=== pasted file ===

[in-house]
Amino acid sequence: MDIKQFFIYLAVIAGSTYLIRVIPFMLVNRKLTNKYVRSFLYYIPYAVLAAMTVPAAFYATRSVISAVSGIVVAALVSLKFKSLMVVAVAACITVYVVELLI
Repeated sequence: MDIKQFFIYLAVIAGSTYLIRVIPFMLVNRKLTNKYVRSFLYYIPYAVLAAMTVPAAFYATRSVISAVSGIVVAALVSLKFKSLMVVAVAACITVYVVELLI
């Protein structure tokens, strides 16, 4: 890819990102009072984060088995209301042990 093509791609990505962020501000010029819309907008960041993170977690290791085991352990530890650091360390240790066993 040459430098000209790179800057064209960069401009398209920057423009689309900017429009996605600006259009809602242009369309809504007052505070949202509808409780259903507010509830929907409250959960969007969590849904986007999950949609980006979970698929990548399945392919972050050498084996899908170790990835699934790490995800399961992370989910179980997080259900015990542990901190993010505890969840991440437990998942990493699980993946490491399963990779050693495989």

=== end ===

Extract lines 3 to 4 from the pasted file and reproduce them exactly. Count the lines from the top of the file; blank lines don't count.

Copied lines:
Repeated sequence: MDIKQFFIYLAVIAGSTYLIRVIPFMLVNRKLTNKYVRSFLYYIPYAVLAAMTVPAAFYATRSVISAVSGIVVAALVSLKFKSLMVVAVAACITVYVVELLI
């Protein structure tokens, strides 16, 4: 890819990102009072984060088995209301042990 093509791609990505962020501000010029819309907008960041993170977690290791085991352990530890650091360390240790066993 040459430098000209790179800057064209960069401009398209920057423009689309900017429009996605600006259009809602242009369309809504007052505070949202509808409780259903507010509830929907409250959960969007969590849904986007999950949609980006979970698929990548399945392919972050050498084996899908170790990835699934790490995800399961992370989910179980997080259900015990542990901190993010505890969840991440437990998942990493699980993946490491399963990779050693495989």